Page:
Health benefits of curcumin just got better
Washington, Nov 7 - A new research has revealed that curcumin, which is a naturally occurring compound found in the spice turmeric, with its anti-inflammatory goodness, boosts health by easing inflammation.
Anecdotal and scientific evidence from Ohio State University suggests that most curcumin, which has been used for centuries as an Ayurvedic medicine treatment for such ailments as allergies, diabetes and ulcers, in food or supplements stays in the gastrointestinal tract, and any portion that's absorbed is metabolized quickly.
Many research groups are testing the compound's effects on disorders ranging from colon cancer to osteoarthritis, while others, like these scientists, are investigating whether enabling widespread availability of curcumin's biological effects to the entire body could make it useful both therapeutically and as a daily supplement to combat disease.
Lead author Nicholas Young said that there's a reason why this compound has been used for hundreds of years in Eastern medicine and this study suggests that they have identified a better and more effective way to deliver curcumin and know what diseases to use it for so that people can take advantage of its anti-inflammatory power.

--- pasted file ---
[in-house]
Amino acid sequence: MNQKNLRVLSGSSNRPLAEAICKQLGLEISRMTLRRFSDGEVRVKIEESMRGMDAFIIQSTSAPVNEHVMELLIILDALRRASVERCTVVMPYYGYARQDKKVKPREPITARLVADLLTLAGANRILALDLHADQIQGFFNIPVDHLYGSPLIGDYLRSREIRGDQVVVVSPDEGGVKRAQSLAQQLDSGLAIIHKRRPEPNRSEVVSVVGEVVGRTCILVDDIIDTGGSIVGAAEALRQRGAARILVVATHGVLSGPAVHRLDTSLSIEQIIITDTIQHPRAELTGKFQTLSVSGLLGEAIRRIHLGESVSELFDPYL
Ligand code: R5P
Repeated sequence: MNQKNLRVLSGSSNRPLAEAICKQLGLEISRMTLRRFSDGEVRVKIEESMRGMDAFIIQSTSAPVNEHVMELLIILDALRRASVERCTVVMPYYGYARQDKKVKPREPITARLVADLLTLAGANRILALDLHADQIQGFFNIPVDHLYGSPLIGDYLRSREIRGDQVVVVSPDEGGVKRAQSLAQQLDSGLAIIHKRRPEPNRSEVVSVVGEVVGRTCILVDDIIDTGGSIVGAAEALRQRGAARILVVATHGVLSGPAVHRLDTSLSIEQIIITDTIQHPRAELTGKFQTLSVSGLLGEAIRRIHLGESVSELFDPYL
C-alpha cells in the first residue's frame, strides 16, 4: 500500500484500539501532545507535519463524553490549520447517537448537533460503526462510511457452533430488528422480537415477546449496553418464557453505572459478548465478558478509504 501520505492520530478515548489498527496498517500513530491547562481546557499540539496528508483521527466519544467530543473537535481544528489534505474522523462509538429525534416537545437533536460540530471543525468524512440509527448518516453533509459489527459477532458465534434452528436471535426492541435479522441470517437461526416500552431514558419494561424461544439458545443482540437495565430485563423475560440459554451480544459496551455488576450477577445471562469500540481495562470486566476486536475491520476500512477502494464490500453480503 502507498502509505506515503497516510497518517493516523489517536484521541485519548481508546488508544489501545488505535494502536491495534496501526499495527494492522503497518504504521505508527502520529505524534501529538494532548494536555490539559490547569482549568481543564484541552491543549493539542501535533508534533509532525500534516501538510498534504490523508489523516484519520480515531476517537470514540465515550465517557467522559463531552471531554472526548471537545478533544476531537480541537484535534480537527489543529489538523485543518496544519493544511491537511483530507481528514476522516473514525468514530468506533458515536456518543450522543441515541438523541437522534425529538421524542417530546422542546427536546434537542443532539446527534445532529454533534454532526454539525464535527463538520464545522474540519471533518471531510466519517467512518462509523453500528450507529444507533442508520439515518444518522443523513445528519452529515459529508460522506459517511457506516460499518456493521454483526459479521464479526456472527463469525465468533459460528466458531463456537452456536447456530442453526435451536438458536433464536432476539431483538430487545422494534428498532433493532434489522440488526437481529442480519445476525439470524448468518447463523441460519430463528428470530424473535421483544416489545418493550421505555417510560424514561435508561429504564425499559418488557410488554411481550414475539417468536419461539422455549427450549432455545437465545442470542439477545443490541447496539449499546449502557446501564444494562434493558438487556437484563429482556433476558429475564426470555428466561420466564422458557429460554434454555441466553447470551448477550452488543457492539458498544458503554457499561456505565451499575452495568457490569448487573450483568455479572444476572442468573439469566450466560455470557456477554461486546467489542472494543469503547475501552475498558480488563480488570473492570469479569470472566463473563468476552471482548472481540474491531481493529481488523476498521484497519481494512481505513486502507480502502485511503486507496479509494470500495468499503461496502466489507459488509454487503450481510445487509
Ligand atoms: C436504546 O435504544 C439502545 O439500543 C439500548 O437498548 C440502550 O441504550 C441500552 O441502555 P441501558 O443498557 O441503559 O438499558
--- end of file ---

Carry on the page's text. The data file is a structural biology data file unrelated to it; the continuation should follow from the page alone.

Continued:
Young added that they envision that this nutraceutical, which refers to foods or nutrients that provide medical or health benefits, could be used one day both as a daily supplement to help prevent certain diseases and as a therapeutic drug to help combat the bad inflammation observed in many diseases.
The researchers found that nano-emulsified curcumin halted the recruitment of immune cells called macrophages that "eat" invading pathogens but also contribute to inflammation by secreting pro-inflammatory chemicals and in cells isolated from human blood samples, macrophages were stopped in their tracks.
Young continued that this macrophage-specific effect of curcumin had not been described before and because of that finding, they propose nano-emulsified curcumin has the best potential against macrophage-associated inflammation.
The study is published in the journal PLOS ONE. (ANI)